Friday 24 November 2017

the last pickings of summer in the garden

Dear Family & Friend

At the start of November, we had two consecutive nights of below freezing temperature. I feel sad to see how some of the plants got completely burnt of extreme cold overnight. Beautiful the day before, and soggy and wilting the next. It's time to move on...season dictates our movement in life.

picking some more chili peppers, my last harvest for the year

I've read that I can bring my pepper plants indoor during the winter and would probably survive and have a head start by spring time. I always plant my peppers from seeds as annual...but since I didn't have enough time to do a lot of things I planned to do, I will have to experiment this next year.  

our last harvest of basil from the garden for this year

Herbs such as basil is a 'must-have'. They are very handy for kitchen use and really brings up the level of deliciousness to any simple's also nice to eat raw. I have to collect their seeds and sow them again next spring so we can enjoy them once again. When basil starts flowering, it is also a great attraction for the bees - same with mint flowers, it send the bees frenzy!

got to have more hosta planted for this beautiful white fragrant flower next year

This year, I reminded myself to propagate my hosta plants so we can have more of these beautiful and very fragrant white flowers around our garden. Hostas dies back once our cold season arrives, but they will grow back in spring. Thus, before they disappear I must divide the plants by digging up the roots and subdividing it.

These are just some of the chores I need to do in the garden at this time. Life gives us a variety of interest as we go about out daily work...each day and season is's never really the do enjoy each day:)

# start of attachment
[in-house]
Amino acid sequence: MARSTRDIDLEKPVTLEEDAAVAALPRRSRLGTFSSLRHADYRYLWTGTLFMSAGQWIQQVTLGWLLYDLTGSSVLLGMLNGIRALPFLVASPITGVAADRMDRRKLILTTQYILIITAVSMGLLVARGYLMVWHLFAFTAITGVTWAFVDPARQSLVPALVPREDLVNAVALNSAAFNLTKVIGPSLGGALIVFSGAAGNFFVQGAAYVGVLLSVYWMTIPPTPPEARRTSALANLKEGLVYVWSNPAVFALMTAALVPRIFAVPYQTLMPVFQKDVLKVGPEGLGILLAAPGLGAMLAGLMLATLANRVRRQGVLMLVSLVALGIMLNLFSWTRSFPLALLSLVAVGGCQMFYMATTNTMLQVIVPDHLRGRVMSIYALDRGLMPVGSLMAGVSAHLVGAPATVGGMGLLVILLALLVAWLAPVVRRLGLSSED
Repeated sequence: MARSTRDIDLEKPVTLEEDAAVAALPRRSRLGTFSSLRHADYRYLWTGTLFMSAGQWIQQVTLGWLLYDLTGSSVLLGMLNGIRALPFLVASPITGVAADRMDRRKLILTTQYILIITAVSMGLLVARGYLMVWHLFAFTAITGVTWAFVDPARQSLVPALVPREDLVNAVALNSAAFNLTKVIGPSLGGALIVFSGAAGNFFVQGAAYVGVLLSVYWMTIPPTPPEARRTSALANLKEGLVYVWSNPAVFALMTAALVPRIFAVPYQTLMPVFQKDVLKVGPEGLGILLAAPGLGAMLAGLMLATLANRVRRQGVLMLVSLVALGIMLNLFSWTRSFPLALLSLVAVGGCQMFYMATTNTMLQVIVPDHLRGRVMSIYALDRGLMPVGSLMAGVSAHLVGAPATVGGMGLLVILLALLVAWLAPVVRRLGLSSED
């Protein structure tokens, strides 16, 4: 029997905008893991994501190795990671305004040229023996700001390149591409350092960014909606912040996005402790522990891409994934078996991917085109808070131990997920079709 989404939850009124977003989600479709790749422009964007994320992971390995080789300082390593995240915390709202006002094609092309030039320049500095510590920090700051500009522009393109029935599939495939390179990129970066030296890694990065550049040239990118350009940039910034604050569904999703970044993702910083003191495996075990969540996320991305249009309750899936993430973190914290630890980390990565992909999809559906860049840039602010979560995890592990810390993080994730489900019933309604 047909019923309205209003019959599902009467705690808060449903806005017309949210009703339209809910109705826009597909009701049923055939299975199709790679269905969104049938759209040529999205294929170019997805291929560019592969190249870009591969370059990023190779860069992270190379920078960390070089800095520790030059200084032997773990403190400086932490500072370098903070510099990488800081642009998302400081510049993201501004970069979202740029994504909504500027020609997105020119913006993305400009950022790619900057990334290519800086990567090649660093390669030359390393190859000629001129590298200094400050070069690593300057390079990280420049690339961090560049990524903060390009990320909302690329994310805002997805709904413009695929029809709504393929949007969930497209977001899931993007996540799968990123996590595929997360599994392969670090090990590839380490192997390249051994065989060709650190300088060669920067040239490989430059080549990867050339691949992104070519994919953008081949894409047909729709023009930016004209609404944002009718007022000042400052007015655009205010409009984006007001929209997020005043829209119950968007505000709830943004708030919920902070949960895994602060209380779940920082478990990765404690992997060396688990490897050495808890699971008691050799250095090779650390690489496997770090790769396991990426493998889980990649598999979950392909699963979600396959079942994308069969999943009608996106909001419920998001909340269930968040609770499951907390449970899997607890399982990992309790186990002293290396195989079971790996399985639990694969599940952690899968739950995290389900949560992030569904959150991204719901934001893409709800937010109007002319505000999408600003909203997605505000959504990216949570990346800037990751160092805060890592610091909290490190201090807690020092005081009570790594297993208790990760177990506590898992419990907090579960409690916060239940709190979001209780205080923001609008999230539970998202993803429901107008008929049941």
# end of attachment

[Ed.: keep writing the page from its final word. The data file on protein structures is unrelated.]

1. When you get around to bringing in a bell pepper plant or 2, please know that you will need at least a spot with bright light to a sunny situation, and that damp soil is death to them! When I had appropriate spots at my previous home, I'd re-pot them in mid summer with tons of roots, get them adjusted, and then loaded with buds bring them inside about 10-14 days before turning on any house heating. This way they adjusted and continued producing inside. Just watering sparingly. The reason this works at all (you may know this) is that peppers are perennials in their native central America.

    Another way that I accomplished the same thing (almost!) was to re-pot (from the garden itself) in mid summer, wrap with cloth and plastic layers, leave on a plastic wrapped back porch, near the door to the house, which leaked a little heat. And maybe pulled them inside when the temps were slated to drop below freezing. Given the plastic layer (to break breezes and hold moisture in) I only ever watered them 1 or 2 times a winter, before setting them back outside in early Spring. This was also successful for a few years with absolutely huge eggplant (aubergine) plants,

    I found that I averaged 80 peppers per year per plant with this system! Really hope you get to try this out, even tho your climate is more extreme that here in Louisiana. When I lived in New Jersey (Zone 6 in our climate zone system) this method also worked.Best of luck! ldc

    1. Thank you so much for sharing your knowledge and experience. It's well appreciated:)It all makes a lot of sense the way you do, I guess, at this time - it's just too late for me to pot my peppers to bring indoors. But I'll do my best with some of the plants I've already managed to pot up, with the very useful tips you shared on how to care for them overwinter. Wishing you a happy weekend!

  2. Your produce always looks so healthy and fresh Annie.
    The Hosta blooms are gorgeous - similar to Epiphyllums that I have blooming here at the moment... entirely different leaves but I thought that's what I was seeing at first.
    Cheers as you great the colder months :D)

  3. The chili pepper harvest are so fresh and plentiful! We don't have winter but plenty of rain and my chili plants are not doing well in this rain.

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